As a modest Midwest journalist, I suppose it surprises me to think that there are really people that read what I write. It is the opposite ego trip to the notion - which I am susceptible to as well - that simply everyone hangs on each word I pen in rapt wonder. Both ideas are silly.

Anyway, it was nice to hear from a reader by e-mail to say they do check in on Fresh Talk. Thanks for that, if you are reading these words - all 7 billion of you!

Every day I check the web for interesting tidbits. I don’t always have time to process them and communicate them to readers. Perhaps this short-form approach may help.

Here are a few today.

 Under the heading of lost causes, UK Supermarket Waitrose is offering a 1 kilogram pack of less than perfect tomatoes in what the online publication The Guardian calls a “supermarket first.” The pack consists of round, cherry and baby plum tomatoes that are misshaped. The concept of marketing ugly produce has been attempted by Waitrose in the past, the coverage says, with blemished apples, odd looking strawberries and other items. Food waste has become more of a consumer issue after the Waste and Resources Action Programe reported that British families threw away about $100 per month in food per household. Will consumers really snap this up?

I was surprised that Agriculture Secretary Tom Vilsack came out as strong as he did against potatoes in a recent teleconference. When a reported suggested that potatoes were being forced upon WIC by the House and the Senate, Vilsack didn’t equivocate on the USDA’s position.

From my coverage this week:

Vilsack also said the USDA remains opposed to adding potatoes to the Women, Infants and Children fruit and vegetable voucher, despite language in both the House and Senate appropriations bills instructing the USDA to do so. “Medical experts tell us that youngsters don’t consume enough dark green, orange, red vegetables, and the WIC program supplements and provides moms the opportunity to purchase those vegetables they might not purchase to complement the potatoes that are already part of that family’s diet,” he said. The USDA doesn’t think the inclusion of potatoes is necessary or consistent with the experts, he said. “Pediatricians know more about children’s health than politicians do,” he said. “This shouldn’t be driven by economics of an industry, it should be driven by the health care of our children,” he said.

While he appreciates that potato growers are capable of producing more potatoes, Americans sill consume about 84 pounds per person on average. “I think the key here for potato growers is for us to continue to be doing what we are doing in terms of expanding export markets so that potatoes are available to folks that could use them, but not in the WIC program.”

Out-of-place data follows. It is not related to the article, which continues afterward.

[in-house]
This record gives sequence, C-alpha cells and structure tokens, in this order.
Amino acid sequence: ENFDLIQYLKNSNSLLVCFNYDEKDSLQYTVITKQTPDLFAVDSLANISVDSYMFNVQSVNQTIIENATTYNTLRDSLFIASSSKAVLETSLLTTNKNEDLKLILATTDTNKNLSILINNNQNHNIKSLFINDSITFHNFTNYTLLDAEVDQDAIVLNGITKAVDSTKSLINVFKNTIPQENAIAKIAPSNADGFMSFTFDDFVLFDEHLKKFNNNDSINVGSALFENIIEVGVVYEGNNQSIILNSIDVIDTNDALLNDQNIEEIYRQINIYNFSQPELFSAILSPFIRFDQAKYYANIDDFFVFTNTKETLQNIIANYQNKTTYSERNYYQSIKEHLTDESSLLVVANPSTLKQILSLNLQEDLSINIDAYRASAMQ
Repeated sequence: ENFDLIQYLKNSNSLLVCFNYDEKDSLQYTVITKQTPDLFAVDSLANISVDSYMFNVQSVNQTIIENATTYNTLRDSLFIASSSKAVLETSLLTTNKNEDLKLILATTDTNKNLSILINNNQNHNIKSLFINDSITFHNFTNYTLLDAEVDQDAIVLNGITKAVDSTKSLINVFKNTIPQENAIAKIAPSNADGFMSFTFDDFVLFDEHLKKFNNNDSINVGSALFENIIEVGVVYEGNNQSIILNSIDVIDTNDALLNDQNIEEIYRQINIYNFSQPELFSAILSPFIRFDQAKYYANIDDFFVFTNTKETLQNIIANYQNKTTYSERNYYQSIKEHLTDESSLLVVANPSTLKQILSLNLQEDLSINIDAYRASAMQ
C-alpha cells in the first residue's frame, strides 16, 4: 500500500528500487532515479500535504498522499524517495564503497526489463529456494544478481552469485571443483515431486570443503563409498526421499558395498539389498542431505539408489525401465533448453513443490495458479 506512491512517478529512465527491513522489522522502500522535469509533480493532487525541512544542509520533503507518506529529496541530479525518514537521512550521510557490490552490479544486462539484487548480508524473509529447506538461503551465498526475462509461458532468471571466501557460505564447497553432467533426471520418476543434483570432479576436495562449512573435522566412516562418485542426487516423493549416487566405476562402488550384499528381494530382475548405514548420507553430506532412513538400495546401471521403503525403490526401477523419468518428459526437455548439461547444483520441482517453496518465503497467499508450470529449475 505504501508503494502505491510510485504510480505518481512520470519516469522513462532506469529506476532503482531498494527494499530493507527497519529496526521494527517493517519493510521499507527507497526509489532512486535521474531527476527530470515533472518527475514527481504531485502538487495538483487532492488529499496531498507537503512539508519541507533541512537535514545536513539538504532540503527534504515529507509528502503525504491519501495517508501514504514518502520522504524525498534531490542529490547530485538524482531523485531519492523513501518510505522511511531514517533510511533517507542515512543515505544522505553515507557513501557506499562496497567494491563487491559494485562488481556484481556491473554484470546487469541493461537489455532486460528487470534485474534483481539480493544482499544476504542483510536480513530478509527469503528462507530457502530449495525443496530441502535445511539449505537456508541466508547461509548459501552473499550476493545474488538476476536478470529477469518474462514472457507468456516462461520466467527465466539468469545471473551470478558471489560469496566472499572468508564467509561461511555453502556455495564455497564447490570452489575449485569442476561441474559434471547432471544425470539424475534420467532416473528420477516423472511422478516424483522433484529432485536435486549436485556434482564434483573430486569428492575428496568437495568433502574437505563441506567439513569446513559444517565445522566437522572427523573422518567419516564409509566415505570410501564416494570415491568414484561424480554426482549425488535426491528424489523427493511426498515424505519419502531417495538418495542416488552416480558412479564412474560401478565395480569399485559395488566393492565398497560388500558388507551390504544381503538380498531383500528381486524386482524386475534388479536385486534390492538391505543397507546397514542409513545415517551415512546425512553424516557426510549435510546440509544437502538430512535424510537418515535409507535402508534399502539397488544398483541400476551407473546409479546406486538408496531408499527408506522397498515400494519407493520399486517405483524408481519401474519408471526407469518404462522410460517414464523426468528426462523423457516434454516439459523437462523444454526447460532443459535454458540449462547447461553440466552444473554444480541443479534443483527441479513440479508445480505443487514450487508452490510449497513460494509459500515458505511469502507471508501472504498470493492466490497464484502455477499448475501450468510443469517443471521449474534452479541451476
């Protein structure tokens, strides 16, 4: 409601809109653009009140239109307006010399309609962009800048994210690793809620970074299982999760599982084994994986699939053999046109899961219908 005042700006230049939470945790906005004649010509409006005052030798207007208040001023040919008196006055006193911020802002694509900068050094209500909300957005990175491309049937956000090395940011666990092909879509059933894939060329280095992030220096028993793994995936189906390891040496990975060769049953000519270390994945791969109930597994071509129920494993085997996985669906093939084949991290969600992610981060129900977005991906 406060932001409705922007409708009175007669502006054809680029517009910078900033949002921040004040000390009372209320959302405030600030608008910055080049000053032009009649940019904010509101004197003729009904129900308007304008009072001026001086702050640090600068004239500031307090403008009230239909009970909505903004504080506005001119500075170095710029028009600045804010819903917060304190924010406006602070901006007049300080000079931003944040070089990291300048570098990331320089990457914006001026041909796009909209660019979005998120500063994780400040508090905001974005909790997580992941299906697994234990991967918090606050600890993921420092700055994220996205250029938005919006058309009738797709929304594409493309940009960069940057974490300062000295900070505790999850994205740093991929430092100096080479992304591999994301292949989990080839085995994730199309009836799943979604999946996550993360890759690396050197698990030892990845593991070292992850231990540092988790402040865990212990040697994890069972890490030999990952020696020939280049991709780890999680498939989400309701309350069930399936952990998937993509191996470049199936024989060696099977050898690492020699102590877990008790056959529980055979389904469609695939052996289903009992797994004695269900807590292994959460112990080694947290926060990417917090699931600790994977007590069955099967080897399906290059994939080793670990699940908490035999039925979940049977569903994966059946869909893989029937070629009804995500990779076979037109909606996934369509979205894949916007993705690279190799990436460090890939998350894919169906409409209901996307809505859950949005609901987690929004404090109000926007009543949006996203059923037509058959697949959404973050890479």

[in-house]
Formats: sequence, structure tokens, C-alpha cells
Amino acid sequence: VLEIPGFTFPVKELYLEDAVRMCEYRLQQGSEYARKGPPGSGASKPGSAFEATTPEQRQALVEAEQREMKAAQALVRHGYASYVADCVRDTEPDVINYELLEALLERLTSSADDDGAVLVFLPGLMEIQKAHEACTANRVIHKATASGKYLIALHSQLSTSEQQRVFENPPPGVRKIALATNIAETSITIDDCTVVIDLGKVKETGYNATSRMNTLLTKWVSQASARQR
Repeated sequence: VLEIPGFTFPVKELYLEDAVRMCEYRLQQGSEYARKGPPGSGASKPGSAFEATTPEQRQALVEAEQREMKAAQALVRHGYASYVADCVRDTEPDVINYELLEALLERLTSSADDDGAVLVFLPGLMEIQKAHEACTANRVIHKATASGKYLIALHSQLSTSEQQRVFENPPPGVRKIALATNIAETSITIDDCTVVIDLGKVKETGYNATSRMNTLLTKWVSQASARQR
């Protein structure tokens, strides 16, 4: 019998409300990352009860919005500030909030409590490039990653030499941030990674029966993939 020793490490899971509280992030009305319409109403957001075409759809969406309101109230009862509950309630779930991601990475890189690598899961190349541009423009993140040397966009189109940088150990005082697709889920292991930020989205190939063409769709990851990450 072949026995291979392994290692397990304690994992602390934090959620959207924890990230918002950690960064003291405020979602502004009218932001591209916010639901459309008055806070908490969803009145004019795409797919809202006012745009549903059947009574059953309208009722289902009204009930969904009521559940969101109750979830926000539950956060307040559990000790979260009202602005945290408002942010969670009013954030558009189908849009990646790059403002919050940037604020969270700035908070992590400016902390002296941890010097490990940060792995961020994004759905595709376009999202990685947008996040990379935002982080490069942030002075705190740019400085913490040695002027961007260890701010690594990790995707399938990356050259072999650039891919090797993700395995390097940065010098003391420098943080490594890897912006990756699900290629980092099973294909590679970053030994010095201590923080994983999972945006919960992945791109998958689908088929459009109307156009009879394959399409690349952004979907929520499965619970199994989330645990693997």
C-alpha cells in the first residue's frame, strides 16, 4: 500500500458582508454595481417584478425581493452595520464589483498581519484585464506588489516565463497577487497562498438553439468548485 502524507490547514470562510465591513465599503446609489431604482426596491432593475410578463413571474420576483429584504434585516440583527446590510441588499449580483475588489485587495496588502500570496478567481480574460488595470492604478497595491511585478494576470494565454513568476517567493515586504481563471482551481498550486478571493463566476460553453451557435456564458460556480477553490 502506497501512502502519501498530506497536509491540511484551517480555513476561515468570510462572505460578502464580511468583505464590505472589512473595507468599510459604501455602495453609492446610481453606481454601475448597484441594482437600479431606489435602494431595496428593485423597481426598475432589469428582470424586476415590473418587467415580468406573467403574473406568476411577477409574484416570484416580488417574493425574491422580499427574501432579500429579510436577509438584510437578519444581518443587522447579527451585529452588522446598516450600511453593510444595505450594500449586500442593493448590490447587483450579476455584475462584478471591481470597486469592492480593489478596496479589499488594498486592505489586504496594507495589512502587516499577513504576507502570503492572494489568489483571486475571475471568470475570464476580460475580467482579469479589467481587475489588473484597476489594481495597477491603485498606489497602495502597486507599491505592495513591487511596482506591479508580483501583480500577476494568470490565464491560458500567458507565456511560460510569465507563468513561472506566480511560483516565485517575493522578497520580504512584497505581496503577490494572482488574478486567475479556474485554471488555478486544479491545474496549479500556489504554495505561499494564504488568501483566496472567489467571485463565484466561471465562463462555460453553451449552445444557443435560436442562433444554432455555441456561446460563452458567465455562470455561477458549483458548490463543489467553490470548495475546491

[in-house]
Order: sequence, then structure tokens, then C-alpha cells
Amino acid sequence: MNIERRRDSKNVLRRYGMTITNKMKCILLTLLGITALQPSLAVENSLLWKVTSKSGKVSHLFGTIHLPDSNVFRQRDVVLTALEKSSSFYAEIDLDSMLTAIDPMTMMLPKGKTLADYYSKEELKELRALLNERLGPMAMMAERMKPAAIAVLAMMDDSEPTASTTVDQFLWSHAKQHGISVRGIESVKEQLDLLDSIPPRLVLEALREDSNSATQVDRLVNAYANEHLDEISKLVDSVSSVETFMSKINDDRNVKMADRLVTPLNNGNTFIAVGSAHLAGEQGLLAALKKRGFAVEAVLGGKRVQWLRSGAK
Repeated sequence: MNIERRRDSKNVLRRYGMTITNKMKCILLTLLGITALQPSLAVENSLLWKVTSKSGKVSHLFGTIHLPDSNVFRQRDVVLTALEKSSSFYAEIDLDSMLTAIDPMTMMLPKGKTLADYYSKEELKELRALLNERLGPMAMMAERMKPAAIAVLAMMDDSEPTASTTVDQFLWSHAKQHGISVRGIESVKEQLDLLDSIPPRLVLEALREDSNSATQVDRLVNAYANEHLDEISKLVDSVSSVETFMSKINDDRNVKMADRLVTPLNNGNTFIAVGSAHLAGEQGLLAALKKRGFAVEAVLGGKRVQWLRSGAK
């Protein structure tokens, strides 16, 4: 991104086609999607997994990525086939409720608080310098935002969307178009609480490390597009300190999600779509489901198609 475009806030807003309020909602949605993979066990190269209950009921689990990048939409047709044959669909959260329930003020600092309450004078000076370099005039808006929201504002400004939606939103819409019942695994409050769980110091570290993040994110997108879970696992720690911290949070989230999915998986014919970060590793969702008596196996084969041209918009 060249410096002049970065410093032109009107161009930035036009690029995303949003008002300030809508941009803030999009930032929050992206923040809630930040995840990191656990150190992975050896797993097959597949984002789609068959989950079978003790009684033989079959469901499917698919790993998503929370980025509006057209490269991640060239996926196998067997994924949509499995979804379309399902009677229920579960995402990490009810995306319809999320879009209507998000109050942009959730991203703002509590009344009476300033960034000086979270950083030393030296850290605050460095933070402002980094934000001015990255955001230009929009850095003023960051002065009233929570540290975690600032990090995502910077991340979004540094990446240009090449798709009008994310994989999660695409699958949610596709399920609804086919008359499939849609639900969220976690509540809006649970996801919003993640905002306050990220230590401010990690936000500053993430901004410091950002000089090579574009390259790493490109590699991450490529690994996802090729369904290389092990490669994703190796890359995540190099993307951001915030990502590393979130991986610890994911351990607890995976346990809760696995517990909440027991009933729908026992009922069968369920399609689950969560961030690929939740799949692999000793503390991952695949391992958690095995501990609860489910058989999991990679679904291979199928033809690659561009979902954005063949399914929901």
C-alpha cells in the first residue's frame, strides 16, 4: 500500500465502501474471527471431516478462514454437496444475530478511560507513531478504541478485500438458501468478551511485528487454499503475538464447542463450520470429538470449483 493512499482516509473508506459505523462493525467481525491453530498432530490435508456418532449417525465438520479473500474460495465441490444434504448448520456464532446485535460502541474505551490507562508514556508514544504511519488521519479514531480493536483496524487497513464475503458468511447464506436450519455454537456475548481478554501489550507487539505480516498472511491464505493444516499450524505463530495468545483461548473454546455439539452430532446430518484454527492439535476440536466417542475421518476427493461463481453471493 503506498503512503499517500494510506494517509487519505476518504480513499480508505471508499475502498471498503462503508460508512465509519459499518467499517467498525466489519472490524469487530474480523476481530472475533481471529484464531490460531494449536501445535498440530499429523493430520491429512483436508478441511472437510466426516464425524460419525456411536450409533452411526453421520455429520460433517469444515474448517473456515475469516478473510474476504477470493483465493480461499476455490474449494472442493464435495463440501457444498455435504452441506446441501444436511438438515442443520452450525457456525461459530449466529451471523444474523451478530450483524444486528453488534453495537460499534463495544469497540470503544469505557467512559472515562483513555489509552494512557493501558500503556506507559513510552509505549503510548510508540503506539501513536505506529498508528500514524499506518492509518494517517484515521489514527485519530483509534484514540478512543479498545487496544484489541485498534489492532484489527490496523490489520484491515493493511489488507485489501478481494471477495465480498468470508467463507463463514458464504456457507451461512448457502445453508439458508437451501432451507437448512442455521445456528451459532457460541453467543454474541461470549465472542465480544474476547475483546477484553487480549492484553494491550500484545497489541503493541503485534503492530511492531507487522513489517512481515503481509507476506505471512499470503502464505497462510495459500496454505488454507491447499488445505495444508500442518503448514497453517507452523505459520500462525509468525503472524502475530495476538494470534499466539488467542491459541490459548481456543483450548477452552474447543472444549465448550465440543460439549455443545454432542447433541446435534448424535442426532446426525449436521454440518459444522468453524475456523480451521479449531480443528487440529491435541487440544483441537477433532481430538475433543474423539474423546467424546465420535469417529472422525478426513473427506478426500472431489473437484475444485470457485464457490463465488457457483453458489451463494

Wow. Both the USDA and the potato industry are engaged in a holy war over potatoes in WIC. And, amazingly, it does not seem to be over yet. Years hence, the potatoes in WIC should be a great case study in public relations, for better and worse.

 The PMA’s Field to Fork blog notes the group’s comment on high risk food regulation by the FDA.  To put a fine point on it, the agency’s approach is too simplistic, says Jim Gorny of PMA. Read more at the blog and on PMA’s website.

 Forget North by Northwest. The Census Bureau said U.S. population growth is all south and southwest. Austin, especially, shows well in the latest growth statistics, with nearby San Marcos, Cedar Park and Georgetown all rating among the 10 fastest growing cities with 50,000 or more.

 Perhaps there is hope for the online grocer yet. The latest Census Bureau report shows rapid growth in electronic shopping, with the number of establishments growing 27.4% between 2011 and 2012. Census Bureau, retail edition, provides an interactive map to show location of electronic and mail order houses.

The federal marketing order for Florida citrus relaxed late season minimum regulations for valencias and other late oranges shipped from May 15 through Aug. 31. The move is expected to maximize fresh shipments this summer and will continue to be in effect in future years.

 The Senate appropriations bill includes funding for the restoration of fruit and vegetable in-season reports, restoration of the chemical use survey. The Senate appropriations documents supports the USDA’s intent to raise user fees quarantine and inspections services.

 The barcode was first scanned in a sales transaction on a pack of Wrigley’s Juicy Fruit gum on June 26, 1974. It’s in the Smithsonian today; get this and other geeky facts on this website that is “celebration” of the barcode. Yeehaw! Remember President H.W. Bush scanner moment? 

USDA FAS reports a big decline in Argentina’s grapes, apple and pear production in 2014. Late frosts, rains will contribute most to the production decline.

Soul searching article of the day: Career or Life